Who’d have thought that the issue of tote bags would feature so large in the planning of Congress 2006 at York. “It has been on the agenda of almost every meeting since the initial launch meeting in September 2005,” says Congress project manager Cindy Bettcher with a note of wonder in her voice.
Right and below: The Congress 2006 tote bag
Tote bags are used by delegates at every Congress to carry books and other paraphernalia that go along with such a major event. Now York has come up with a different way of getting the 8,200 bags for the delegates – an idea that ties in handily with this year’s city theme and York’s well-known commitment to social justice.
“I think the planets were aligned right that day as we were talking about placing the order for the tote bags. Traditionally, the bags have been ordered by the Canadian Federation [for the Social Sciences and Humanities] from an overseas supplier,” explains Bettcher, who also runs a conference management business with logistics convenor Deborah Hahn. Bettcher is director of York’s Division of Continuing Education in the Atkinson Faculty of Liberal & Professional Studies while Hahn is senior manager of Hospitality York. .
“Out of the blue, we had a call from someone who had seen one of our conference Web sites, asking if we would be interested in ordering bags from the Somali Women’s and Children’s Support Network in Toronto for any of the conferences we were coordinating,” says Bettcher.
The phone call was providential. “This is a win-win situation for us and the Somali support network. We like what they have produced, and they, in turn, benefit from the employment of Somali women and the exposure for their work. This fits in with York’s philosophy of working with the community.
“We are delighted with the design they have given us: totes with bone-coloured canvas, York-red nylon gussets, and red handles and lettering,” says Bettcher.
They’re not the only ones happy with the tote-bag solution. The Federation and SSHRC (Social Sciences & Humanities Research Council of Canada), gave York planners an enthusiastic thumbs-up about their decision to hire a local, immigrant-based company. The bags are paid for by York with financial assistance from the Federation and SSHRC.
The story of the Somali Women’s & Children’s Support Network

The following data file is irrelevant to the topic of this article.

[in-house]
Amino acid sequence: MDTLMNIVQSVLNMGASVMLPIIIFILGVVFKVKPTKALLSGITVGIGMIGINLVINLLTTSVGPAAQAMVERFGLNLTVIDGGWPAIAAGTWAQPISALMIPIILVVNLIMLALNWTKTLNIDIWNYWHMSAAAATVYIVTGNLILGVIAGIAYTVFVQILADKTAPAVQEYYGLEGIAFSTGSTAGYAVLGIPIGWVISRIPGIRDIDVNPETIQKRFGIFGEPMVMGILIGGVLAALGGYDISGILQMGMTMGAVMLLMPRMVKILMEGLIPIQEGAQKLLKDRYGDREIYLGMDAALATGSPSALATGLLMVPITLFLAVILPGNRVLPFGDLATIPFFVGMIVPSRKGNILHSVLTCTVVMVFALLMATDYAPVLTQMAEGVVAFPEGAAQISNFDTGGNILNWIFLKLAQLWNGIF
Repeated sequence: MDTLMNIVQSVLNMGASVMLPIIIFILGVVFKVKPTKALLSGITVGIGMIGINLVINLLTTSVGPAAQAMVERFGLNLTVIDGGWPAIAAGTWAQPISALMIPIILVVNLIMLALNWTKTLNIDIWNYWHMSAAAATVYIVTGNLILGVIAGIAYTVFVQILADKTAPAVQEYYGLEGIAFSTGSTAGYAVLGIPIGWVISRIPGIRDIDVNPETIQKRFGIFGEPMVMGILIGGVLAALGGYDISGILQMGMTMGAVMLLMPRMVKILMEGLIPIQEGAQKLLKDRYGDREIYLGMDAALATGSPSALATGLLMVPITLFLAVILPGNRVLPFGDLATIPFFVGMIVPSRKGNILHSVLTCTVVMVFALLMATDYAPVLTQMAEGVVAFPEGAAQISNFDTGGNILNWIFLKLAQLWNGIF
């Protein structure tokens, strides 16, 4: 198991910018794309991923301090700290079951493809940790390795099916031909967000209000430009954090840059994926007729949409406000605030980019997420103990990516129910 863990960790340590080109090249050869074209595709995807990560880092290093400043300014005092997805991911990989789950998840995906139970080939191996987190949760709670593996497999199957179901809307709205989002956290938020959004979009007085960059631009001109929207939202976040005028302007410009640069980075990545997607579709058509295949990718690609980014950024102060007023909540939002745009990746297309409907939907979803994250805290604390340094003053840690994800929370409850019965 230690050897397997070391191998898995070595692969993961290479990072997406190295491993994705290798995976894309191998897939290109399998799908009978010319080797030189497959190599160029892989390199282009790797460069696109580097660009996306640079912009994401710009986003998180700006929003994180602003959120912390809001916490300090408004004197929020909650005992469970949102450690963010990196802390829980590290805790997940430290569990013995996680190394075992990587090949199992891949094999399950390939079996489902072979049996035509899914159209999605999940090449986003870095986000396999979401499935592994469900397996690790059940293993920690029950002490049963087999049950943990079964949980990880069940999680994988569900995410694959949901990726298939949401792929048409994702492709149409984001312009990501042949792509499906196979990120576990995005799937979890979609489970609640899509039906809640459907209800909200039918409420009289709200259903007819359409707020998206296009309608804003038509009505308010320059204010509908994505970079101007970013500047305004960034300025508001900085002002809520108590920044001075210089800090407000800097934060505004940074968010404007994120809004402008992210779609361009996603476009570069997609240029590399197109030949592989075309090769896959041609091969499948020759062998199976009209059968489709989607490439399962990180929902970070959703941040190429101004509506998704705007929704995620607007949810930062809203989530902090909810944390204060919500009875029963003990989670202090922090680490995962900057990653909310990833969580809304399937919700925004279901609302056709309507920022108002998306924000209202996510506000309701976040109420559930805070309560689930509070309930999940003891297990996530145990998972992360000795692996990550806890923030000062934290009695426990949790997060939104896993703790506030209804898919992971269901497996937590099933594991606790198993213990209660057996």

Farhia Warsame, executive director of the Somali Women’s & Children’s Support Network that has produced the tote bags for Congress 2006, says women working in the initiative are grateful for the work from York. “This employment opportunity empowers the women by giving them more experience in the business world and income to support their families. York has given to the women of the Somali network, who will be giving back to the community.
“We’ve been blessed,” adds Warsame. “We have grown from a group working in a portable classroom at Kingsview Village Junior School in Etobicoke and making tote bags for kindergarten students at the school, to a thriving network in a 3,000-square-foot building at Kipling and Highway 401, doing sub-contract work for such businesses as Roots.
“We now employ from 40 to 50 women at a time, depending on the work load, and we’re thinking of expanding to include Afghani, Pakistani and Sri Lankan women.”
Right: The Somali Women’s & Children’s Support Network employs 40 to 50 women at a time to complete special projects such as the Congress 2006 tote bag
Warsame says the network’s humble beginning in 1992 was thanks to the principal of Kingsview Village Junior School, who realized that there was a high proportion of immigrant children from Somali at the school – many from single-parent homes. She felt they and their parents could use help with skills in language, parenting, employment and the like.
The principal contacted various groups and then a wonderful set of events began to happen. The school provided the portable room, funded by the school board; Toronto Public Health offered information sessions on parenting, education, legal issues etc.; and Children’s Aid Society of Ontario provided funding for the programs.
“The Somali women themselves identified the need for language lessons and skills that would lead to employment,” says Warsame.
“In Somalia, men are usually the family breadwinners. Many of the Somali women entering Canada are widows with several children, and they have never worked outside the home. These women then decided to capitalize on the sewing skills they learned in the home.”
The Somali network set up a training program. Hearing of the women’s needs, local churches provided 15 small sewing machines, and then Singer Sewing Company of Canada got involved and donated 25 more small machines. The Ontario Trillium Foundation became involved and funded training for the women to update their sewing skills.
“By 2002, we had grown too big for the portable,” says Warsame, “so the United Way of Greater Toronto and the Trillium Foundation funded space for us in our new location, that includes office space and a loading area.
“Through the support of many funders and donors, we were able to secure about 40 industrial sewing machines. Now we provide not only sewing training but also business skills in areas such as administration, sales, marketing and business management.
“We are market-competitive,” says Warsame with pride. “Our products include T-Shirts, vacuum bags, school/conference bags, sweatshirts, pants, sports uniforms and many other items.”
This article was written by former YFile editor Cathy Carlyle, now a freelance writer and contributor to YFile.